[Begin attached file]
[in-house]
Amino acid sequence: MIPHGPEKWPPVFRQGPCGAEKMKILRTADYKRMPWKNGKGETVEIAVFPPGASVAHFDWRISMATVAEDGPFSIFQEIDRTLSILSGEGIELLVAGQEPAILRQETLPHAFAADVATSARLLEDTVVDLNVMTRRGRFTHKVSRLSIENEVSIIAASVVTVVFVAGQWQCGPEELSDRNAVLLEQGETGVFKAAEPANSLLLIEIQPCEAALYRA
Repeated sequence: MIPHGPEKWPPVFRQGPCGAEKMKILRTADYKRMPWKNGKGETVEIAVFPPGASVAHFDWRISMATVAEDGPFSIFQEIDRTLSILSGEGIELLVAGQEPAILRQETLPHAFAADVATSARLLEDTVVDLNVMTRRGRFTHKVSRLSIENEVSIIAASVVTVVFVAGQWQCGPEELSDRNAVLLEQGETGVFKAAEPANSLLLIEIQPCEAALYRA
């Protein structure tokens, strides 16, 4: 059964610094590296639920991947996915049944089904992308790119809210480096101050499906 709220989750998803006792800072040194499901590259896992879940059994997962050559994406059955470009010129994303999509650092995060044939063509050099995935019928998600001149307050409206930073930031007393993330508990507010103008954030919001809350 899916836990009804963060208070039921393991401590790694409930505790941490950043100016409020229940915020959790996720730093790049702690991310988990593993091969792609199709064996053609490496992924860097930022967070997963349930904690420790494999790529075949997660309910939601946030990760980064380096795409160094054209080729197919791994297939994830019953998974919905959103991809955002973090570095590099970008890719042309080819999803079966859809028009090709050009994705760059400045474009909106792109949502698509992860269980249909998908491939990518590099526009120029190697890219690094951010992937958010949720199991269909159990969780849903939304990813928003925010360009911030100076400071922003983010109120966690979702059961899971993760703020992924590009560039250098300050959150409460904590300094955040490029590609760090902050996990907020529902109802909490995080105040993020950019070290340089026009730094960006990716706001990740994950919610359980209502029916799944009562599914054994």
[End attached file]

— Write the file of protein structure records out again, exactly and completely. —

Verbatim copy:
[in-house]
Amino acid sequence: MIPHGPEKWPPVFRQGPCGAEKMKILRTADYKRMPWKNGKGETVEIAVFPPGASVAHFDWRISMATVAEDGPFSIFQEIDRTLSILSGEGIELLVAGQEPAILRQETLPHAFAADVATSARLLEDTVVDLNVMTRRGRFTHKVSRLSIENEVSIIAASVVTVVFVAGQWQCGPEELSDRNAVLLEQGETGVFKAAEPANSLLLIEIQPCEAALYRA
Repeated sequence: MIPHGPEKWPPVFRQGPCGAEKMKILRTADYKRMPWKNGKGETVEIAVFPPGASVAHFDWRISMATVAEDGPFSIFQEIDRTLSILSGEGIELLVAGQEPAILRQETLPHAFAADVATSARLLEDTVVDLNVMTRRGRFTHKVSRLSIENEVSIIAASVVTVVFVAGQWQCGPEELSDRNAVLLEQGETGVFKAAEPANSLLLIEIQPCEAALYRA
């Protein structure tokens, strides 16, 4: 059964610094590296639920991947996915049944089904992308790119809210480096101050499906 709220989750998803006792800072040194499901590259896992879940059994997962050559994406059955470009010129994303999509650092995060044939063509050099995935019928998600001149307050409206930073930031007393993330508990507010103008954030919001809350 899916836990009804963060208070039921393991401590790694409930505790941490950043100016409020229940915020959790996720730093790049702690991310988990593993091969792609199709064996053609490496992924860097930022967070997963349930904690420790494999790529075949997660309910939601946030990760980064380096795409160094054209080729197919791994297939994830019953998974919905959103991809955002973090570095590099970008890719042309080819999803079966859809028009090709050009994705760059400045474009909106792109949502698509992860269980249909998908491939990518590099526009120029190697890219690094951010992937958010949720199991269909159990969780849903939304990813928003925010360009911030100076400071922003983010109120966690979702059961899971993760703020992924590009560039250098300050959150409460904590300094955040490029590609760090902050996990907020529902109802909490995080105040993020950019070290340089026009730094960006990716706001990740994950919610359980209502029916799944009562599914054994």